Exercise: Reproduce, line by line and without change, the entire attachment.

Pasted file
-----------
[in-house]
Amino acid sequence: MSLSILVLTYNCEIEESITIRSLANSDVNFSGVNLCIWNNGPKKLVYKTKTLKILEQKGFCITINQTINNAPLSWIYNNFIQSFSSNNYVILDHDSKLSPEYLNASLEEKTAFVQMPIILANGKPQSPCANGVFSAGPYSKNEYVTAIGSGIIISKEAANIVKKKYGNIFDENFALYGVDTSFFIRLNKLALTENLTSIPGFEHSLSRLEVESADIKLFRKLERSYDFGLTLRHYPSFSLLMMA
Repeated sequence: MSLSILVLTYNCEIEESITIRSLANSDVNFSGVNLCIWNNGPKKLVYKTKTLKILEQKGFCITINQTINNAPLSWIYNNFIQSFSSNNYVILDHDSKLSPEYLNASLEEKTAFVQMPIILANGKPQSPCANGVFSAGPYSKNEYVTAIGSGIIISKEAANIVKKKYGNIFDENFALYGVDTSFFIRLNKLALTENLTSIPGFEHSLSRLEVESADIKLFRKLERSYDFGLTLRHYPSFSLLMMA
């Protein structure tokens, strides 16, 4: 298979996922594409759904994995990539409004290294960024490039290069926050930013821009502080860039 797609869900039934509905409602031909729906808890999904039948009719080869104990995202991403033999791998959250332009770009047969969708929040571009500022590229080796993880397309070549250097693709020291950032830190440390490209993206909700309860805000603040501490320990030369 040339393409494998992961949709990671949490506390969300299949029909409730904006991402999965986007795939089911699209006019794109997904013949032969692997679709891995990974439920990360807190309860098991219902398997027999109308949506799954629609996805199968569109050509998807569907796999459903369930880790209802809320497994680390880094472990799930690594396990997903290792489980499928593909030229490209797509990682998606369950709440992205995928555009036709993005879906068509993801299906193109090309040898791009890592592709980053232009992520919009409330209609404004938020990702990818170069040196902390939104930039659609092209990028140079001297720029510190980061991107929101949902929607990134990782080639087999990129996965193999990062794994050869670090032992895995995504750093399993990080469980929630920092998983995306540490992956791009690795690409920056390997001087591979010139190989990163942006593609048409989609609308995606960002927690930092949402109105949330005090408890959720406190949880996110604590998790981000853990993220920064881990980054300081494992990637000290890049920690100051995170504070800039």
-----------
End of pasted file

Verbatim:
[in-house]
Amino acid sequence: MSLSILVLTYNCEIEESITIRSLANSDVNFSGVNLCIWNNGPKKLVYKTKTLKILEQKGFCITINQTINNAPLSWIYNNFIQSFSSNNYVILDHDSKLSPEYLNASLEEKTAFVQMPIILANGKPQSPCANGVFSAGPYSKNEYVTAIGSGIIISKEAANIVKKKYGNIFDENFALYGVDTSFFIRLNKLALTENLTSIPGFEHSLSRLEVESADIKLFRKLERSYDFGLTLRHYPSFSLLMMA
Repeated sequence: MSLSILVLTYNCEIEESITIRSLANSDVNFSGVNLCIWNNGPKKLVYKTKTLKILEQKGFCITINQTINNAPLSWIYNNFIQSFSSNNYVILDHDSKLSPEYLNASLEEKTAFVQMPIILANGKPQSPCANGVFSAGPYSKNEYVTAIGSGIIISKEAANIVKKKYGNIFDENFALYGVDTSFFIRLNKLALTENLTSIPGFEHSLSRLEVESADIKLFRKLERSYDFGLTLRHYPSFSLLMMA
């Protein structure tokens, strides 16, 4: 298979996922594409759904994995990539409004290294960024490039290069926050930013821009502080860039 797609869900039934509905409602031909729906808890999904039948009719080869104990995202991403033999791998959250332009770009047969969708929040571009500022590229080796993880397309070549250097693709020291950032830190440390490209993206909700309860805000603040501490320990030369 040339393409494998992961949709990671949490506390969300299949029909409730904006991402999965986007795939089911699209006019794109997904013949032969692997679709891995990974439920990360807190309860098991219902398997027999109308949506799954629609996805199968569109050509998807569907796999459903369930880790209802809320497994680390880094472990799930690594396990997903290792489980499928593909030229490209797509990682998606369950709440992205995928555009036709993005879906068509993801299906193109090309040898791009890592592709980053232009992520919009409330209609404004938020990702990818170069040196902390939104930039659609092209990028140079001297720029510190980061991107929101949902929607990134990782080639087999990129996965193999990062794994050869670090032992895995995504750093399993990080469980929630920092998983995306540490992956791009690795690409920056390997001087591979010139190989990163942006593609048409989609609308995606960002927690930092949402109105949330005090408890959720406190949880996110604590998790981000853990993220920064881990980054300081494992990637000290890049920690100051995170504070800039």